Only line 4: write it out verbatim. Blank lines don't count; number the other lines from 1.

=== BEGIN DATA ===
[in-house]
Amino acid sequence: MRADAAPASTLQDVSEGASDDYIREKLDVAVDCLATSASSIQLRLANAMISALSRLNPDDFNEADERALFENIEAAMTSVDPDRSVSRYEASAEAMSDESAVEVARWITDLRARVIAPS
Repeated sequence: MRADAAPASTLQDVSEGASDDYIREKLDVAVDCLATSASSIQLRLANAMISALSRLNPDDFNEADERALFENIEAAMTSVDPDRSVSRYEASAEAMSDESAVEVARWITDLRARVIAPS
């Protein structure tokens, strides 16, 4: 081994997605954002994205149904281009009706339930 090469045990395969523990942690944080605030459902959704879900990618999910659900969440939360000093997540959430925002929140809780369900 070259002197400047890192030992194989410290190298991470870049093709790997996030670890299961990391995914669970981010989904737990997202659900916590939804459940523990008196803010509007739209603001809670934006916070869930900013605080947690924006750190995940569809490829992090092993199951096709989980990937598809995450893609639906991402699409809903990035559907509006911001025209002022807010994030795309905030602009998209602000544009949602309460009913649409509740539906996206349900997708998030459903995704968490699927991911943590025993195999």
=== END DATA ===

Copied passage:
């Protein structure tokens, strides 16, 4: 081994997605954002994205149904281009009706339930 090469045990395969523990942690944080605030459902959704879900990618999910659900969440939360000093997540959430925002929140809780369900 070259002197400047890192030992194989410290190298991470870049093709790997996030670890299961990391995914669970981010989904737990997202659900916590939804459940523990008196803010509007739209603001809670934006916070869930900013605080947690924006750190995940569809490829992090092993199951096709989980990937598809995450893609639906991402699409809903990035559907509006911001025209002022807010994030795309905030602009998209602000544009949602309460009913649409509740539906996206349900997708998030459903995704968490699927991911943590025993195999």